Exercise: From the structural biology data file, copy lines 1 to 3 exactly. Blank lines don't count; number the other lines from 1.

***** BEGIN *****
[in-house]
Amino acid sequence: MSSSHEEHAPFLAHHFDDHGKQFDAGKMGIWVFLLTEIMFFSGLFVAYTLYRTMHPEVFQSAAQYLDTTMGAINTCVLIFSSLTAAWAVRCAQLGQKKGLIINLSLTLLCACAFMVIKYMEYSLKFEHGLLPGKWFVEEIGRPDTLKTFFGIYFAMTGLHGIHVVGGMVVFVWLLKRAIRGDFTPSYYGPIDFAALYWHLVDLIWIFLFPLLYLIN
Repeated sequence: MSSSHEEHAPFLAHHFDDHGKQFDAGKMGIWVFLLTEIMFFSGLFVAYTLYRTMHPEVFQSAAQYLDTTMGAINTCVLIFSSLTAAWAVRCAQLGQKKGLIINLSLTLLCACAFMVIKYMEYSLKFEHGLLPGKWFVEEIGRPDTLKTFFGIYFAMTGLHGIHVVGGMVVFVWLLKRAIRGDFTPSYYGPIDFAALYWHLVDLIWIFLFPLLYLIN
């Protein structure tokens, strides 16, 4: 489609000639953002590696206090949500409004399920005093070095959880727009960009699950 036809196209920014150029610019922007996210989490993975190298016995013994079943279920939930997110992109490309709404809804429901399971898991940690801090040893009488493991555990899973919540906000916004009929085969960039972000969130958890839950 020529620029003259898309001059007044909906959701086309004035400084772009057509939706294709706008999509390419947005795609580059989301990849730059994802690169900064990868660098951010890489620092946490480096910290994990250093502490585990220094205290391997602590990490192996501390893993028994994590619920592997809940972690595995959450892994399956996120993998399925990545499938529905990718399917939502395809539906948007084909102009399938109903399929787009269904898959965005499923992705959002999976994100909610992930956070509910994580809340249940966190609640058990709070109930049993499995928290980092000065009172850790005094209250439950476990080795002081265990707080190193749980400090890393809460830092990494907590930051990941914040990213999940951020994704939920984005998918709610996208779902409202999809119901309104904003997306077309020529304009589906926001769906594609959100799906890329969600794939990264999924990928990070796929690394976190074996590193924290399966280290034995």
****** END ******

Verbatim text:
[in-house]
Amino acid sequence: MSSSHEEHAPFLAHHFDDHGKQFDAGKMGIWVFLLTEIMFFSGLFVAYTLYRTMHPEVFQSAAQYLDTTMGAINTCVLIFSSLTAAWAVRCAQLGQKKGLIINLSLTLLCACAFMVIKYMEYSLKFEHGLLPGKWFVEEIGRPDTLKTFFGIYFAMTGLHGIHVVGGMVVFVWLLKRAIRGDFTPSYYGPIDFAALYWHLVDLIWIFLFPLLYLIN
Repeated sequence: MSSSHEEHAPFLAHHFDDHGKQFDAGKMGIWVFLLTEIMFFSGLFVAYTLYRTMHPEVFQSAAQYLDTTMGAINTCVLIFSSLTAAWAVRCAQLGQKKGLIINLSLTLLCACAFMVIKYMEYSLKFEHGLLPGKWFVEEIGRPDTLKTFFGIYFAMTGLHGIHVVGGMVVFVWLLKRAIRGDFTPSYYGPIDFAALYWHLVDLIWIFLFPLLYLIN